Pirates, pirogues and politicians: The politics of fishing in Africa

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Written by secretariat Wednesday, 03 September 2014 11:49

Article by: Peter Dörrie

The story of maritime fishing in Africa is often told as a simple one. On the one side are the continent’s countless artisanal fishermen and women who have plied the seas for hundreds of years in their dug-out canoes and pirogues. Today, they suffer because of the other side. Greedy fishing fleets from the European Union and Asia taking advantage of exploitative political agreements. Pirate fishermen, abusing many countries’ lack of control over their territorial waters. And greedy local elites that close both eyes, as long as they can line their own pockets.

To be sure, all these characters exist and the problems in Africa’s fisheries are real. But, as almost always, the reality is more complex than this simple tale of good and bad. Fishing is more than a simple economic activity. It is a complex social, commercial and political arena where competing interests clash. Here, the obvious solution not always turns out to be the right one.

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BAFLF demand permanent employment for irregular workers in BADC

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Written by April Porteria Wednesday, 20 August 2014 12:39

BAFLF demand permanent employment for irregular workers in BADC as well as improved retirement benefit, paid weekly holidays and maternity leave.

August 18, 2014 – the Bangladesh Agricultural Farm Labour Federation (BAFLF) conducted a Press Conference at the National Press Club in Dhaka to demand regular employment for irregular workers employed in the Bangladesh Agricultural Development Corporation (BADC) farm as per Agricultural Farm Workers’ Appointment and Control Policy (1990) and re-employment of illegally terminated 1,604 farm workers. In addition of to improve retirement benefits equivalent to the wage of 60 months instead of 30 months and two days paid holiday per week, BAFLF also demands that paid maternity leave be doubled from 3 months to 6 months, giving farm workers the same maternity rights as farm management and other government staff.

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FAILED DAMS IN MANIPUR? ANY LESSONS LEARNT

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Written by April Porteria Wednesday, 20 August 2014 11:23

By Jiten Yumnam ( This e-mail address is being protected from spambots. You need JavaScript enabled to view it )

Two parallel absurd realities fast unfold in Manipur. The efficacy of several commissioned mega dams Khuga dam, the Khoupum dam and the Singda dam and even the 105 MW Loktak project is increasing exposed, as evident by wide reporting on their non functioning of their vital components, of regular breach of canals and dams lying idle and defunct since decommissioning. Small scale farmers, fishing communities in and around Loktak wetlands will wilfully testify the unfulfilled promises and the underperformance of the 105 MW Loktak HEP project in Manipur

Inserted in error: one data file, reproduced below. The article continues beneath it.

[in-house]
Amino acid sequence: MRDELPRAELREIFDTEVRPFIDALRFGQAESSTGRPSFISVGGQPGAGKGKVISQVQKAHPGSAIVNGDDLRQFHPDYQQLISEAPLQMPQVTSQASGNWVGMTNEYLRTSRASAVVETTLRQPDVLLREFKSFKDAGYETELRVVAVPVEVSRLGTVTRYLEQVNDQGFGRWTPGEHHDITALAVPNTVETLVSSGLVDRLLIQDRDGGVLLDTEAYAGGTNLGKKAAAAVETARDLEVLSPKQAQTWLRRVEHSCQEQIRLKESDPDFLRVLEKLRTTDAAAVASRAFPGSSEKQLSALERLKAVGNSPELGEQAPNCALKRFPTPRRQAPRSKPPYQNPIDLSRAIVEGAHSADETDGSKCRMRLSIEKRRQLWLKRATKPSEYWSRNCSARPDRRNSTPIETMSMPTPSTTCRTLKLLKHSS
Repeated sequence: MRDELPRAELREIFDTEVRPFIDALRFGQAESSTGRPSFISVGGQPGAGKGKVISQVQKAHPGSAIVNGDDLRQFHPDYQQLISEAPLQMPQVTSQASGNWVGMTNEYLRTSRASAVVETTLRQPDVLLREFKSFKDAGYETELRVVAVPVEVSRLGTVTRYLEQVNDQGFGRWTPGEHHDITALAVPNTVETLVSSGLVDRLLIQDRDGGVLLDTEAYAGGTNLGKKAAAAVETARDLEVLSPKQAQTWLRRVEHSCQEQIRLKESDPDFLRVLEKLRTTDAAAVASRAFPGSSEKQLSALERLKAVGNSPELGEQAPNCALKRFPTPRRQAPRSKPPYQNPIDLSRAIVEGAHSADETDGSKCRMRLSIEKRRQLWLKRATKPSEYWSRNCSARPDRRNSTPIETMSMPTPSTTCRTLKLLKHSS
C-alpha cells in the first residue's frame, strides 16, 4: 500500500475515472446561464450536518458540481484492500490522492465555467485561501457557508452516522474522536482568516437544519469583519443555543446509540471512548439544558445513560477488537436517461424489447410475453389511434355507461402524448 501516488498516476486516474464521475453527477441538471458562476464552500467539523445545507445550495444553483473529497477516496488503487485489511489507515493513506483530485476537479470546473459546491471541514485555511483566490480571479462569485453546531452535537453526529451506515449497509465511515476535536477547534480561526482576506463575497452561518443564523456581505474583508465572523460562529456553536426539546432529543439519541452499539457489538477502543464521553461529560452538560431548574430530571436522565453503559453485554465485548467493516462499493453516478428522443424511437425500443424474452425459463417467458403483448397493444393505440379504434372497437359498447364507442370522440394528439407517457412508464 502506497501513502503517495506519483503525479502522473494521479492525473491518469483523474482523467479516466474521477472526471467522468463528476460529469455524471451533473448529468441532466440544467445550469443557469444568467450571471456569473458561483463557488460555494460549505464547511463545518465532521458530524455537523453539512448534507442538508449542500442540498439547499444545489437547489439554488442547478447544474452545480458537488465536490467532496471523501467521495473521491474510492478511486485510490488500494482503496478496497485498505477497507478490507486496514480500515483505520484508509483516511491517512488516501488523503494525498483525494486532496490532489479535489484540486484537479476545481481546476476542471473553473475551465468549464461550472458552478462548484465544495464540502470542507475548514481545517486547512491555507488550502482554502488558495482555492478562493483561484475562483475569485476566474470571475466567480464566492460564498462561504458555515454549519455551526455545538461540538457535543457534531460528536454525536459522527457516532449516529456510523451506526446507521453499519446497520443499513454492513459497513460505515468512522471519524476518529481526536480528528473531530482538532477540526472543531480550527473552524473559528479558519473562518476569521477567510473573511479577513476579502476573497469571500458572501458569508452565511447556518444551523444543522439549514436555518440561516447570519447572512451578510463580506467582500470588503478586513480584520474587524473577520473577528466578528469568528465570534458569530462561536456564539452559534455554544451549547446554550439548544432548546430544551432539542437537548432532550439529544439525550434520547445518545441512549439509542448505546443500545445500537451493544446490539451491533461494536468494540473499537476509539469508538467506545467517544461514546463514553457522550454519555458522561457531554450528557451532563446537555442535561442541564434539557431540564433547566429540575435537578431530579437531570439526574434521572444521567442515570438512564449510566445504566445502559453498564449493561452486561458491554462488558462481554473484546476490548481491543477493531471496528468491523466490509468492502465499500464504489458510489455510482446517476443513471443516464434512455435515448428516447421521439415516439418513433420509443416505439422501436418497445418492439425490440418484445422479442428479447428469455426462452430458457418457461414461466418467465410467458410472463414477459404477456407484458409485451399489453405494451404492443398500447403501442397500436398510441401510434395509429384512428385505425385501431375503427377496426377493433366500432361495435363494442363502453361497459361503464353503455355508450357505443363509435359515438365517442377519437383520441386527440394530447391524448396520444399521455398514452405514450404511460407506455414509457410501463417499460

In another reality, notwithstanding the exposition of efficacy and tacit underperformance of commissioned mega dams, there’s concerted and aggressive move of the Government of Manipur to construct series of mega dams all across the Rivers of Manipur under the Manipur Hydroelectric Power Policy, 2012, even initiating series of global tenders inviting multinational corporations and full preparations of Memorandum of Understandings with these giant profit mongering corporations.

Last Updated on Wednesday, 20 August 2014 11:29

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PCFS-Africa pushes for government political will and Shell Oil accountability over decades-old oil pollution in Ogoniland

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Written by secretariat Wednesday, 06 August 2014 14:39

Nairobi, Kenya – The People’s Coalition on Food Sovereignty-Africa pushed for government political will and Shell Oil accountability over decades-old oil pollution in Ogoniland on the eve of the 3rd year anniversary of the UNEP Environmental Assessment Report. PCFS-Africa called for the immediate cleanup of the Niger Delta during the recent 15th Global Major Groups and Stakeholders Forum (GMGSF) and the 1st UN Environment Assembly in Nairobi, Kenya last 21- 27 June 2014.

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International Conference on Ineffectiveness of Aid and Investments in Agriculture and Rural Development

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Written by April Porteria Tuesday, 22 July 2014 14:00

International Conference on Ineffectiveness of Aid and Investments in Agriculture and Rural Development (ARD)

*Postponed from August 26-27 to October, further details will be announced soon

In September 2000, 189 country leaders met in the United Nations Headquarters in New York and committed to reach eight measurable goals by 2015. Top most mentioned among the goals is the eradication of extreme poverty and hunger around the world. Concretely, it aimed to reduce the proportion of hungry population by half by lowering the number of people who live with the income of less than $1/day.

Last Updated on Wednesday, 06 August 2014 14:51

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